The “Overhead Myth” Starves Nonprofits

Last week, a Tweet I saw really grabbed me – “Underinvesting is expensive! Starving nonprofits leads to inefficient systems.” It was from The Bridgespan Group, a global nonprofit that helps other nonprofits in the hard work of developing strategies.

 

Working with less means you get less.

 

For some reason, non-profits are expected to run on a shoestring. Starving nonprofits limits investments in the necessary people and systems to perform effectively.

 

GuideStar USA, Inc., used the nonprofit data they collect and report to form a business case to help break the “overhead myth” about limiting overhead costs. They offered steps to debunk the myth and shift the conversation from overhead to the need to invest in people and systems.

 

Five Steps to Debunk the “Overhead Myth”:

 

  1. Clearly document objectives and the intended impact of meeting those objectives. This informs donors about your mission and community, and sets the framework for measuring impact.

 

  1. Describe the strategies employed to achieve stated objectives and impacts. Donors are more inclined to support nonprofits that connect strategic goals with action plans and expected results.

 

  1. Discuss the capacity to deliver the programs and services to meet stated objectives. Describe capacity investments needed to establish and sustain the necessary infrastructure to support programs.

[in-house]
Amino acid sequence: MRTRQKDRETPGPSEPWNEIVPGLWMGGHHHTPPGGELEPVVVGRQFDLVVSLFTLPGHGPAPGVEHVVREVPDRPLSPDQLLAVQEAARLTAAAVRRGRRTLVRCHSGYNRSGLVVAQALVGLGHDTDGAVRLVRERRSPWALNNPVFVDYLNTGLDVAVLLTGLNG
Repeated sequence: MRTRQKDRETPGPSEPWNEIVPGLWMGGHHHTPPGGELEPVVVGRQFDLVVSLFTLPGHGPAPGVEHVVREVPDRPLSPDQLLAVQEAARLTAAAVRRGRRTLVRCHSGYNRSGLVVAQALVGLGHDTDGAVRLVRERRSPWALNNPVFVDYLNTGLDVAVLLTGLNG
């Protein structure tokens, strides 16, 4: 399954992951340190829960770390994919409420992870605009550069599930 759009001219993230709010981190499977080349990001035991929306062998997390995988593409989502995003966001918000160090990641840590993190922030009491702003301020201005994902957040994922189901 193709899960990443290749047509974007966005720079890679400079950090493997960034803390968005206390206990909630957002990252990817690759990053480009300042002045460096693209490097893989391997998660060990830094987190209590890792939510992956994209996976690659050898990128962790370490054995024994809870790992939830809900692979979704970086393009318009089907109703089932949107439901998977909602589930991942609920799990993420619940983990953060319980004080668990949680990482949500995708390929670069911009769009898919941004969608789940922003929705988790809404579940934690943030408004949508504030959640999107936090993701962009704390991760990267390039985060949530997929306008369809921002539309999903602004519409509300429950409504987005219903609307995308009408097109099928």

1. Tell donors how you measure progress. This communicates that you are monitoring the achievement of your organization’s goals and helps donors trace the impact of their gift.

 

  1. Share results from recent work and describe additional results that you want to achieve. Highlighting successful projects illustrates how goals are achieved and helps donors visualize their gift in action.

 

Charting your non-profit’s objectives and impact, and the investment needed to deliver effective programs debunks the overhead myth. Helping donors understand infrastructure needs will compel them to give.

 

More tools and information to help non-profits to re-direct donor conversations from the “overhead myth” to performance and results are found at www.overheadmyth.com.

Make Next Tax Season Less Painful

Phew! Tax Filing Season 2017 is finally over! Well, how did it go for you? Painful? Long? Expensive?

 

Tax season’s end is the perfect time to look back at what went well and how to make next year go faster and easier. In short, less painful. Whether you prepare your own taxes or use a tax professional, you can take steps to reduce your pain and spend less time on your taxes.

 

Three tips will make next tax filing season much less painful:

 

Get Organized

Disorganized tax records means that getting ready to file takes hours away from enjoying your life. Not to mention the stress! Having a computerized or paper process is essential for getting organized. Scanning documents into folders or filing papers into an accordion folder puts everything you need at tax time in one place.

 

Know What to Keep

Use your 2016 tax return to identify the information you’ll need to accumulate during 2017 to prepare for next year. Will a life event in 2017 change your tax situation? Things like buying a home, starting a business, or getting married all impact your taxes. Find out what documents you’ll need for tax time next year.

 

Keep Records Up-to-Date

A big stack of papers waiting to be organized can be scary. Keep up with the paperwork and the task is easier to do. Not to mention how much easier it is to find information, because it’s right where you need it to be. Need pay stubs and account statements to apply for a loan? It’s all there, ready for you.